Tuesday, February 21, 2012

fun. – Some Nights

NEW ORLEANS, La. – Happy Mardi Gras, readers, from The Big Easy! Your intrepid blogger is pulling off the impossible, here: reviewing a highly-anticipated album while participating in the world's greatest annual celebration. Okay, some of this post may have been pre-written.

It's under the auspices of such a time of jubilation and merriment that I must deliver some unfortunate news: the sophomore release by the New York theatrical pop trio, fun., – Some Nights, out today on Fueled By Ramen Records – is in many ways a supreme disappointment. Some of you may recall in my 2010 review of the group's debut record – Aim & Ignite (NMT) – I declared it the best record of that year. I'll stand by that statement and proclaim that effort to be my favorite album of the past five years, but offer no such praise for it's 11-track follow-up. To sum it up at the outset, it's a far cry from the eclectic and ambitious material the band used to introduce itself, replaced by artificial hip-hop beats and excessive autotuning by producer Jeff Bhasker. In fact, I'll go as far as to say I believe Bhasker decimated what could have otherwise been another outstanding effort by fun,. and what remains is an embarrassment.

Now, things start off quite promising. The compilation's eponymous Intro track – while short – is ambitious via the same sort of Queen-style underpinnings that circulated throughout Aim & Ignite. Frontman Nate Ruess gentle mezzo tenor once again pairs well with multi-instrumentalist Andrew Dost's fragile piano at the outset, before building in increasing intensity and chaos, darting around the arpeggios of a operatic soprano in the background. The layered, studio vocals that follow are nothing short of direct Queen rip-offs, but that's no problem cause hardly any bands take advantage of the technique, so it's still fresh and bold more than three decades later. The epic, anthemic prelude reaches it's zenith with Ruess' glass-shattering finale. If this were the sort of material that propelled the entire record, Ruess, Dost and guitarist Jack Antonoff would have had another magnificent product on their hands.

Of course, you're expecting this paragraph to bring the battering ram of blinding criticism. Soon, but not yet. The full-fledged title track is a fitting companion to it's introduction. Although Ruess' vocals are refracted through miles of vocal effects, the result is not needlessly distracting and actually fuels the anticipation, with hints of the gospel-flavored bravado that paced Aim & Ignite hallmarks like "Benson Hedges" and "Barlights." Once the tribal rhythms kick in, Ruess channels fragments of Michael Jackson at the early-80s peak of his creativity and verve (pay attention for Ruess' "jack my style" line as proof), while Antonoff gets some well-placed riffs. It's a pulsing and energetic addition to the fun. cannon, and generally captures the type of growth and risky material I was expecting from this release. But before the number can even run its 4:37 duration, there's evidence things might go astray. At the 3:10 mark, the bridge veers off course with an grossly autotuned bridge sequence that is nearly absurd in its execution. Although apologists might argue it's clearly a tongue-in-cheek commentary on the overuse of autotune in contemporary pop music, the remainder of the record will bear out the futility of this claim. Thankfully, the return of the sing-along chorus along with good play-out lines from Antonoff combine to save the track from Bhasker's tricks.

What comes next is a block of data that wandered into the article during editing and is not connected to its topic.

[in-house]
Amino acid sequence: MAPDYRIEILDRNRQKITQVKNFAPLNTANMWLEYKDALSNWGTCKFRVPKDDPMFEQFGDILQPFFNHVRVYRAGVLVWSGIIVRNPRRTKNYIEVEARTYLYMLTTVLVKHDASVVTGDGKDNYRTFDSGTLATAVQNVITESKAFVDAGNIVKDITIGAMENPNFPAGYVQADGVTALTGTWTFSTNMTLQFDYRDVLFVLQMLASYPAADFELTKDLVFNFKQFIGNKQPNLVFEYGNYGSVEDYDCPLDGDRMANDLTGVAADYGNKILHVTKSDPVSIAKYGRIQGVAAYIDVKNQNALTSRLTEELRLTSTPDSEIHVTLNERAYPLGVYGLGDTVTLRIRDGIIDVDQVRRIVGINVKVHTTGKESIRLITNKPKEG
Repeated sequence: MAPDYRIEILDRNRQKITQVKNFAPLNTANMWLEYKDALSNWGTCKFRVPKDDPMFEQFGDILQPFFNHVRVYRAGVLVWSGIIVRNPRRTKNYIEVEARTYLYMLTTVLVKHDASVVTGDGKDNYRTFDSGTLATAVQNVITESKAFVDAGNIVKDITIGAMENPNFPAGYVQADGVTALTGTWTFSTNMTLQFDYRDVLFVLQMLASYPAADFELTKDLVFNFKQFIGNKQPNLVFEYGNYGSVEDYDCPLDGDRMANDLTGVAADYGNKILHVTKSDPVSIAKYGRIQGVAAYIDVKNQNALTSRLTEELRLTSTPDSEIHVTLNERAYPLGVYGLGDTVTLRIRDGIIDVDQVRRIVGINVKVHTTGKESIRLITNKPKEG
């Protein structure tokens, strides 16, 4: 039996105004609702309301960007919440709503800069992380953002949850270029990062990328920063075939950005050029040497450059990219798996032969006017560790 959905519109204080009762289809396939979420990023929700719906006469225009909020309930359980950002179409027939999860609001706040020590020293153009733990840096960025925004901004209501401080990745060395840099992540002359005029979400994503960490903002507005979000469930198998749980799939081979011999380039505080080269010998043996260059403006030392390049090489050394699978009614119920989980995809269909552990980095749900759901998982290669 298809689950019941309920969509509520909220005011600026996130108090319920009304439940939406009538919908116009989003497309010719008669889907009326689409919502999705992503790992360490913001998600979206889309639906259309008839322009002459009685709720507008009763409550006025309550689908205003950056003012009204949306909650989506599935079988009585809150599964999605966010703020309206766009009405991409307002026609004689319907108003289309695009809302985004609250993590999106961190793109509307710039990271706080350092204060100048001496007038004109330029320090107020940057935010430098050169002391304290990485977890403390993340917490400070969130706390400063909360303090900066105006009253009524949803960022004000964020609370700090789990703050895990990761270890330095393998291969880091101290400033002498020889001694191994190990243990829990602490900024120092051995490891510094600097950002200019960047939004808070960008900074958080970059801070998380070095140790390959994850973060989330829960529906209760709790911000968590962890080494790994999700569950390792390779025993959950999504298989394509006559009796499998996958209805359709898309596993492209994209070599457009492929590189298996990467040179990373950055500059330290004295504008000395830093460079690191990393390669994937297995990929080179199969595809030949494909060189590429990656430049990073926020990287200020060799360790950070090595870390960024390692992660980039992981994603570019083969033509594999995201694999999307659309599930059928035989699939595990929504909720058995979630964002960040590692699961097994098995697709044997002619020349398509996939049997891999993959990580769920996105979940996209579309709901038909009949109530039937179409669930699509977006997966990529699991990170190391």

The solid work continues on lead-off single, "We Are Young," a track that you've likely encountered with any interaction with pop culture over the past several months. The number features fun.'s first official outside contributor – R&B semi-star Janelle Monae – who provides vocals on the secondary chorus. Already broadening the group's audiences by thousands, if not millions – having already appeared in an episode of Glee and a car commercial – the tune's regimental beat and syncopated piano from Dost produce a decidedly throwback vibe, along with fuzzy guitar and bass from Antonoff. But, unlike so much of Aim & Ignite, Ruess' lyrics aren't very interesting or revealing, relying instead on repetition and volume to make its point. It's not among the unit's best work, but it's not dumpster-ready, either.